Monday, January 26, 2015

Hooked-Browser Meshed-Networks with WebRTC (Kiwicon 2014) - Part 2

In Part 1, we introduced you to BeEF's WebRTC extension as a solution for avoiding tracking of post-exploitation communication back to our BeEF server. In this post, we'll talk more about how this can be used during penetration testing. This will include further information about the extension and usage details for the console and RESTful API.

Tuesday, January 6, 2015

Hooked-Browser Meshed-Networks with WebRTC (Kiwicon 2014) - Part 1

Hi All, @xntrik here from sunny Australia. I hope you’ve all had a good New Year's and are ready to kick browser hacking into high gear for 2015. I had a thought that inspired me, and I wanted to share it here.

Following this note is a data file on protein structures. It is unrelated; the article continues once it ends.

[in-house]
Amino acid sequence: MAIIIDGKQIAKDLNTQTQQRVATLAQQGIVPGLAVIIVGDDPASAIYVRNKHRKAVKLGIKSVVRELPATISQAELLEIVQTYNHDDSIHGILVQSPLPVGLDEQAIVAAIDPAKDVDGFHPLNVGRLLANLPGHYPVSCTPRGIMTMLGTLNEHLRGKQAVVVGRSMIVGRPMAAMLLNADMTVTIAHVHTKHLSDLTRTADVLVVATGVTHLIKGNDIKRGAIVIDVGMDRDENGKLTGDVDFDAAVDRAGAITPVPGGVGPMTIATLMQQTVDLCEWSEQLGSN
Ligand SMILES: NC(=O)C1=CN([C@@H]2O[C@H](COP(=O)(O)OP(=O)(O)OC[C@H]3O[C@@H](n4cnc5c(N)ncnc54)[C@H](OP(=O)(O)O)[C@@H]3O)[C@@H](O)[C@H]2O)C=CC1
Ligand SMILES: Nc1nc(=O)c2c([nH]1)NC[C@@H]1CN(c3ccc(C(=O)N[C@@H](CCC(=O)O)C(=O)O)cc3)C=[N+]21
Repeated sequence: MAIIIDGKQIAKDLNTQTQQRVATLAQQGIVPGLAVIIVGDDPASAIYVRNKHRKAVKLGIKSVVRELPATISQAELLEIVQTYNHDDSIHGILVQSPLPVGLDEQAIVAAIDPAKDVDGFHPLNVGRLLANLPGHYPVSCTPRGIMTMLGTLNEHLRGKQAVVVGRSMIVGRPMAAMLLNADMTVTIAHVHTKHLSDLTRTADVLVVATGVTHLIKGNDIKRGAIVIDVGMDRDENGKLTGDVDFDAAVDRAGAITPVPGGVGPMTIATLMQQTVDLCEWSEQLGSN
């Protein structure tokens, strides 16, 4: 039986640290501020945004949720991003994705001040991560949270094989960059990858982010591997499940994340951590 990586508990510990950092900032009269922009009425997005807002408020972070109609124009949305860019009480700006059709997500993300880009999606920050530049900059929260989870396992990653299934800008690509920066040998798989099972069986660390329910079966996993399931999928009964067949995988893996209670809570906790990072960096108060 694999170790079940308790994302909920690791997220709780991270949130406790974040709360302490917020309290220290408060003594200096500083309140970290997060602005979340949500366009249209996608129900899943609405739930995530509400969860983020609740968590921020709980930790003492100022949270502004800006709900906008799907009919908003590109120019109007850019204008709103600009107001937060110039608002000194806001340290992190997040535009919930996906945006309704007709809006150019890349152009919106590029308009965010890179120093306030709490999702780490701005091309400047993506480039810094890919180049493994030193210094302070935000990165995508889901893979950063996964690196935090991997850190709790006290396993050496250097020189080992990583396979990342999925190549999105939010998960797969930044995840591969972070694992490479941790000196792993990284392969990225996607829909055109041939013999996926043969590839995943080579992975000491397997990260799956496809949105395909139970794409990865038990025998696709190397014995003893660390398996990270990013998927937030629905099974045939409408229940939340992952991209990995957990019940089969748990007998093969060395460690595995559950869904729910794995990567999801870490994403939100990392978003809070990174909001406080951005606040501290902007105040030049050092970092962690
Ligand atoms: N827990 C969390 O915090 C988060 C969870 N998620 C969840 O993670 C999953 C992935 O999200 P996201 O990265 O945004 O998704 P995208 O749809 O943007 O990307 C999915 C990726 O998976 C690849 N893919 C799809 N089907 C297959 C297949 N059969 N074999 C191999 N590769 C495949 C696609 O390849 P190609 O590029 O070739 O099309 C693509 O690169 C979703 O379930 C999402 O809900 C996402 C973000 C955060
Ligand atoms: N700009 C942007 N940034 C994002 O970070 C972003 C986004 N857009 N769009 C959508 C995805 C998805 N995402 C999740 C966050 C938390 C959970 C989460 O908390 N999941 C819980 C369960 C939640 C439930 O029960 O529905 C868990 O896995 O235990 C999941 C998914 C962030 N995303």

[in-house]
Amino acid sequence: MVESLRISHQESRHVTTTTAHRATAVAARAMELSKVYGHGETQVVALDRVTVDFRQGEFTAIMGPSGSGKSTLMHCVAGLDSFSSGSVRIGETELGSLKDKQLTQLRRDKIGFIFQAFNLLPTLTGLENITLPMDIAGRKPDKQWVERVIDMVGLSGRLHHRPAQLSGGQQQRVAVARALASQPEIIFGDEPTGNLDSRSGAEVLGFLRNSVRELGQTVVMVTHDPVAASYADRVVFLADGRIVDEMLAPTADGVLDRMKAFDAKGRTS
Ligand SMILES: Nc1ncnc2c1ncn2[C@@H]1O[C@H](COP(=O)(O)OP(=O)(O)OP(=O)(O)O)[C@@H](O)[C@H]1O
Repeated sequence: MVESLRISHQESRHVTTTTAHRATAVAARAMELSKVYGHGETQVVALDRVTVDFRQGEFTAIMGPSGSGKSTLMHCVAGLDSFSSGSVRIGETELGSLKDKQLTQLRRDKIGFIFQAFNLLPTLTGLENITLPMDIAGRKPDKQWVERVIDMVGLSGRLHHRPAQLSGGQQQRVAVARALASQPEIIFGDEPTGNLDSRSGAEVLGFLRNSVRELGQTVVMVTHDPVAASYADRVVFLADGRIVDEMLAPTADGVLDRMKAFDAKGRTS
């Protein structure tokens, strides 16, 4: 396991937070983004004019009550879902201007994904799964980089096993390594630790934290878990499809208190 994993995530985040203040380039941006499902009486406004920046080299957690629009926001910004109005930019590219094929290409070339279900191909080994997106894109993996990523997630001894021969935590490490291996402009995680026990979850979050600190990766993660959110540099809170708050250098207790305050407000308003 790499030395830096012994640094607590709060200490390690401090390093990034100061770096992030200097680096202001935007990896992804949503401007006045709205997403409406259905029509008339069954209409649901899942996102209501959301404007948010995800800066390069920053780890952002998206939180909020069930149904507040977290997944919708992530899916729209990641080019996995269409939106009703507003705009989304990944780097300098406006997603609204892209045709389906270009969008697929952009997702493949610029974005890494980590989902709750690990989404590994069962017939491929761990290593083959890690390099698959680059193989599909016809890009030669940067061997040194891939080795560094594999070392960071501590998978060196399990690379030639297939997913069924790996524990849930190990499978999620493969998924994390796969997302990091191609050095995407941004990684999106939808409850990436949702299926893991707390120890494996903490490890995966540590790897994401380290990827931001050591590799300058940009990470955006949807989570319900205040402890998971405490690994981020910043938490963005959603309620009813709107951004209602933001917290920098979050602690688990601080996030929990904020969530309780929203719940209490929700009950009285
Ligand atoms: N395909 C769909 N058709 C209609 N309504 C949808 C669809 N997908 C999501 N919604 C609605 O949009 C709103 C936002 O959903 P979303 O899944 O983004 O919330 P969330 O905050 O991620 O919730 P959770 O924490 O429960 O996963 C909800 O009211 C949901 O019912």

What if, to avoid tracking our post-exploitation communication back to our BeEF server, we were able to hook a bunch of browsers within an organisation, and make them talk to each other, instead of talking to our BeEF server? Perhaps we could keep one as the data channel (controlling peer)?

The answer is WebRTC. I recently had an amazing opportunity to present this at Kiwicon 2014, and I was keen to get the code into BeEF. This blog post provides a brief summary of WebRTC and how it works. Since there's quite a bit of ground to cover, this will be the first of a two part series.